Friday, June 29, 2012

Qissa Kursi Ka

I had just left the Airtel office at Nehru Place in South Delhi. It had been that (other) time of the month when my Internet bill had been due. I had been living as a paying guest at Hemkunt Colony across the street for over a year by then.

Have you ever been to Nehru Place? An old BBC story once described it as the world's largest market for pirated software. Nehru Place is a large square (but really a rectangle) surrounded by tall dirty stone buildings that were once possibly white. You go there for...everything, I guess. Quick tech fixes, cheap books, drippy snacks, or a visit to the grand Satyam movie theater across from the Metro station. If 'crammed' were the title of a picture, then that picture would be of Nehru Place. It is crammed with people, shops, and signboards. The people and shops that don't find any place in the buildings end up on the ground of the square. You can find people sitting in the shade of external staircases with makeshift tables offering laptop lamination services. I bet they don't pay rent.

I disliked my monthly trips to the Airtel office. It was always crammed (like Nehru Place), and I'd often have to stand in line in that office where everything was red-and-white and pass my time staring at the large poster of young fresh-looking white boys and girls with mouths full of big white teeth that were framed by dimples and who never looked like they had sweated in their lives (unlike the people at Nehru Place). The posters meant to say, "buy Airtel services and you too could be their friend!" The girls had long hair that never went greasy or grey, the boys' clothes never wrinkled. Forever young, forever happy. Forever Airtel.

I was happy to have paid my bill that day and left the office. Outside the glass door of the air-conditioned office sat two overweight Indian men on folding metal chairs. I remember one of the men solely because of his voice. It was loud, crude, and obnoxious. He was a babu. Dressed in varying shades of vomit-brown from head to toe, he probably had plaque-ridden brown gums and dark-brown stains on his mostly yellow teeth. Probably some bad breath too. His hair was black and greasy with the occassional silver strand, and his skin was dark and shiny. He was drawling on and on in a voice stretching with know-it-all-ness. You know the type.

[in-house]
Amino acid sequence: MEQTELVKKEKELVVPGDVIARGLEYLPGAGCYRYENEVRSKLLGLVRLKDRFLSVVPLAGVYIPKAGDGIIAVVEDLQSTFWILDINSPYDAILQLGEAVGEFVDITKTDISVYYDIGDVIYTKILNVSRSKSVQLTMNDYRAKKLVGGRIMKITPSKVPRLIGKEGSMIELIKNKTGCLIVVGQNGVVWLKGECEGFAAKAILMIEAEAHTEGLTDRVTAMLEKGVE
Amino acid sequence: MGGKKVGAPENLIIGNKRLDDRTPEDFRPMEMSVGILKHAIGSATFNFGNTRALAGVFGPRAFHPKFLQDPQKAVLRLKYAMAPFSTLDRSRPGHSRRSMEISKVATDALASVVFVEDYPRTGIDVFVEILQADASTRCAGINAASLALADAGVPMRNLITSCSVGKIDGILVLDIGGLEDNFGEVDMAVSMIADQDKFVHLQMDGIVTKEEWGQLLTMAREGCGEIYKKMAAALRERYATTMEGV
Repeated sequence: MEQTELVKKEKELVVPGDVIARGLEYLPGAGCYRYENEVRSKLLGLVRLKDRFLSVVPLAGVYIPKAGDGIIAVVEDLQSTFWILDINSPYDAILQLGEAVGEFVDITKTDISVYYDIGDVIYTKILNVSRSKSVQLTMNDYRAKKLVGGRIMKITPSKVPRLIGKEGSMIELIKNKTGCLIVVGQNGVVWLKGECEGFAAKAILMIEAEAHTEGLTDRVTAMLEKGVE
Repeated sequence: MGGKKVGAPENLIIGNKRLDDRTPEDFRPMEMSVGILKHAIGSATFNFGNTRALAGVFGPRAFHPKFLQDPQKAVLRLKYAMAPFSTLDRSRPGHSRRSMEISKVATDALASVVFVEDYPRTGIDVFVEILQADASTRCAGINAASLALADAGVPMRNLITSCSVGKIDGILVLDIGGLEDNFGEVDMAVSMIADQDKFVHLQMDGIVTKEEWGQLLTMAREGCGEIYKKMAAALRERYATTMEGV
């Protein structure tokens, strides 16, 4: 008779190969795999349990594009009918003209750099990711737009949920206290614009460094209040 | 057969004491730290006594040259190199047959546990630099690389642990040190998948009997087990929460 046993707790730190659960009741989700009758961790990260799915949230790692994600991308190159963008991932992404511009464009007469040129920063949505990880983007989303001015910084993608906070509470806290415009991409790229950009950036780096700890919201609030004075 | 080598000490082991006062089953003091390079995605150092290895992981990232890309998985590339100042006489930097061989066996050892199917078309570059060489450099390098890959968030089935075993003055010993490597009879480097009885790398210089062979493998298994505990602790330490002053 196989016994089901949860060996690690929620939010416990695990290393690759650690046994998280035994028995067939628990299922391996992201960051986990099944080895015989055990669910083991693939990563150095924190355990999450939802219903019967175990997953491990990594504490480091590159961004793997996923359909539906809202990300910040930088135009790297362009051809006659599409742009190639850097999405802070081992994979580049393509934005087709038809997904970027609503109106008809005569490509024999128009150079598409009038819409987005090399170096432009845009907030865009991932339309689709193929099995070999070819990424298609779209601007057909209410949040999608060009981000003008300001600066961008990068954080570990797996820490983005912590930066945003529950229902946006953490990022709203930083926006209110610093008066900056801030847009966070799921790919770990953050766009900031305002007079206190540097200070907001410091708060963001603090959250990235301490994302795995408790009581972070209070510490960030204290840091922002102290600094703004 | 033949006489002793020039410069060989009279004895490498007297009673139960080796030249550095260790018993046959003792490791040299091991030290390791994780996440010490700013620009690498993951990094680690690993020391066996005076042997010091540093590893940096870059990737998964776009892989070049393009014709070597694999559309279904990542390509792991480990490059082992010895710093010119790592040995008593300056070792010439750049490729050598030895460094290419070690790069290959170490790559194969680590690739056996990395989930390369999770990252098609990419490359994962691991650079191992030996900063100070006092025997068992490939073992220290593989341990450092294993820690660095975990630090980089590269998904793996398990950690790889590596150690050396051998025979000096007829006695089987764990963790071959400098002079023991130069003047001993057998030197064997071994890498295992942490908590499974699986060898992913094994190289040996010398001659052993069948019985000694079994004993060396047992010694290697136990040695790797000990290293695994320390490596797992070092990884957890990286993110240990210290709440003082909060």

A third chair near the two men was empty. A very thin young girl in shalwar qameez was standing nearby, and as I passed them and began to walk away, she moved to that empty chair and sat on it. The obnoxious man turned his attention to her and commanded her in a voice slathered in contempt that she was not allowed to sit on that chair. He gave her a contemptuous lookover, took a moment to establish the ridicule in case she had missed it, and turned back to his friend.

The girl started. She was about 25 years old, brown, with a long dark oily braid that snaked down her back. She looked like a peanut with a body. She was about to move away from the chair, but then her quick dark eyes flitted towards the obnoxious man and she said, "main is kursi pe kyun nahin baith sakti?" Why can't I sit on this chair?

The man slowly turned his dirty thick neck and looked at her again. Who was this little runt, this little woman, who had dared to question him? "Kya kaha?" he almost threatened, what did you say?

The girl stiffened. I think her Body Mass Index must've been the lowest in the world. A long thin head on a stick. She paused for a second, afraid of the sleepy hostility the ugly monster in front of her was directing at her. He was still looking at her.

She found her voice again. "Main jaanna chaah rahi main yahaan kyun nahin baith sakti?I wanted to know why I can't sit here. She looked alone and scared. The man kept glaring at her with his fat oily eyes. How dare she!

I had stopped walking and had been waiting to see if there would be an altercation or the usual Indian humiliation. What would the man say? Would he yell at her? And then he spoke.

"Dekho," he said slowly, "har sawaal ka jawaab nahin hota." Not every question has an answer. And he turned away, defeated, out-questioned. Girl 1, man 0. I smiled to myself and walked away. Yet another day, and somewhere again in the world someone had stuck it to the Man.

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